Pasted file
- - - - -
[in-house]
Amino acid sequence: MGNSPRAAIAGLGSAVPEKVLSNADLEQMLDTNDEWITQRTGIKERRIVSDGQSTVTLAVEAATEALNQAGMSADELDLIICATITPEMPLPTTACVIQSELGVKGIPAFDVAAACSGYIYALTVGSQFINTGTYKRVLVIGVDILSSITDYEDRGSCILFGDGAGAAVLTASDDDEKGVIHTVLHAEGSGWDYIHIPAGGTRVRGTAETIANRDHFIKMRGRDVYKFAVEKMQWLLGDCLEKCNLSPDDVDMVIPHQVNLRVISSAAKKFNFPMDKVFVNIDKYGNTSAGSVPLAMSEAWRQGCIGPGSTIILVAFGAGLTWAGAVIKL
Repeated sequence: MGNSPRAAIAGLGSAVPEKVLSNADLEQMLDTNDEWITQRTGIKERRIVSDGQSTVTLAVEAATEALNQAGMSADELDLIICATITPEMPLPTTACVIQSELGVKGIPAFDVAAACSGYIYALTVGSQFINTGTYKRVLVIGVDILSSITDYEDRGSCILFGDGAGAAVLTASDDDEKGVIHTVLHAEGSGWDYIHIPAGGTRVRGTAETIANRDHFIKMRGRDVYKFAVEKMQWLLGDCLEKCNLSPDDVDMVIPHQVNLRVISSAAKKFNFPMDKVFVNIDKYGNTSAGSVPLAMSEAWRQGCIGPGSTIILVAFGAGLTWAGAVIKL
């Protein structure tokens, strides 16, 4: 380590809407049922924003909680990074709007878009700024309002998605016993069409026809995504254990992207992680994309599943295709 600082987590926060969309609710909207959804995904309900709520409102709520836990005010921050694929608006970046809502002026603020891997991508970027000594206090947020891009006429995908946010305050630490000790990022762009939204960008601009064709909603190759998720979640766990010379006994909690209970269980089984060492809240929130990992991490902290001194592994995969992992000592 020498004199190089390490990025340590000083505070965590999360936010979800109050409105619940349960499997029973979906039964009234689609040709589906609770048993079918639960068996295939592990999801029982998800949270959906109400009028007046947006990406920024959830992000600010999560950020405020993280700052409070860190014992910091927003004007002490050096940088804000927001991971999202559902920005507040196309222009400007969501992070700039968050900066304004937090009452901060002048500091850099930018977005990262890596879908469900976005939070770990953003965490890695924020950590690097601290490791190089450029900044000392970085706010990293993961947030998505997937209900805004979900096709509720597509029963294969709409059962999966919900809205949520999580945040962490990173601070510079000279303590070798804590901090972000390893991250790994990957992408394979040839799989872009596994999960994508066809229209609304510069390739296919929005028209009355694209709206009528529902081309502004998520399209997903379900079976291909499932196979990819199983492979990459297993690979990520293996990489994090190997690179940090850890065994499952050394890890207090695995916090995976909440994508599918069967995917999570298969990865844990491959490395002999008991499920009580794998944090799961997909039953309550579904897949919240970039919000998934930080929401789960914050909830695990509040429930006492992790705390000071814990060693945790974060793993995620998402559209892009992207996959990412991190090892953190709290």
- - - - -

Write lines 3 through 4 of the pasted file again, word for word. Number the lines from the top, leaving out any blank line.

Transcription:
Repeated sequence: MGNSPRAAIAGLGSAVPEKVLSNADLEQMLDTNDEWITQRTGIKERRIVSDGQSTVTLAVEAATEALNQAGMSADELDLIICATITPEMPLPTTACVIQSELGVKGIPAFDVAAACSGYIYALTVGSQFINTGTYKRVLVIGVDILSSITDYEDRGSCILFGDGAGAAVLTASDDDEKGVIHTVLHAEGSGWDYIHIPAGGTRVRGTAETIANRDHFIKMRGRDVYKFAVEKMQWLLGDCLEKCNLSPDDVDMVIPHQVNLRVISSAAKKFNFPMDKVFVNIDKYGNTSAGSVPLAMSEAWRQGCIGPGSTIILVAFGAGLTWAGAVIKL
């Protein structure tokens, strides 16, 4: 380590809407049922924003909680990074709007878009700024309002998605016993069409026809995504254990992207992680994309599943295709 600082987590926060969309609710909207959804995904309900709520409102709520836990005010921050694929608006970046809502002026603020891997991508970027000594206090947020891009006429995908946010305050630490000790990022762009939204960008601009064709909603190759998720979640766990010379006994909690209970269980089984060492809240929130990992991490902290001194592994995969992992000592 020498004199190089390490990025340590000083505070965590999360936010979800109050409105619940349960499997029973979906039964009234689609040709589906609770048993079918639960068996295939592990999801029982998800949270959906109400009028007046947006990406920024959830992000600010999560950020405020993280700052409070860190014992910091927003004007002490050096940088804000927001991971999202559902920005507040196309222009400007969501992070700039968050900066304004937090009452901060002048500091850099930018977005990262890596879908469900976005939070770990953003965490890695924020950590690097601290490791190089450029900044000392970085706010990293993961947030998505997937209900805004979900096709509720597509029963294969709409059962999966919900809205949520999580945040962490990173601070510079000279303590070798804590901090972000390893991250790994990957992408394979040839799989872009596994999960994508066809229209609304510069390739296919929005028209009355694209709206009528529902081309502004998520399209997903379900079976291909499932196979990819199983492979990459297993690979990520293996990489994090190997690179940090850890065994499952050394890890207090695995916090995976909440994508599918069967995917999570298969990865844990491959490395002999008991499920009580794998944090799961997909039953309550579904897949919240970039919000998934930080929401789960914050909830695990509040429930006492992790705390000071814990060693945790974060793993995620998402559209892009992207996959990412991190090892953190709290």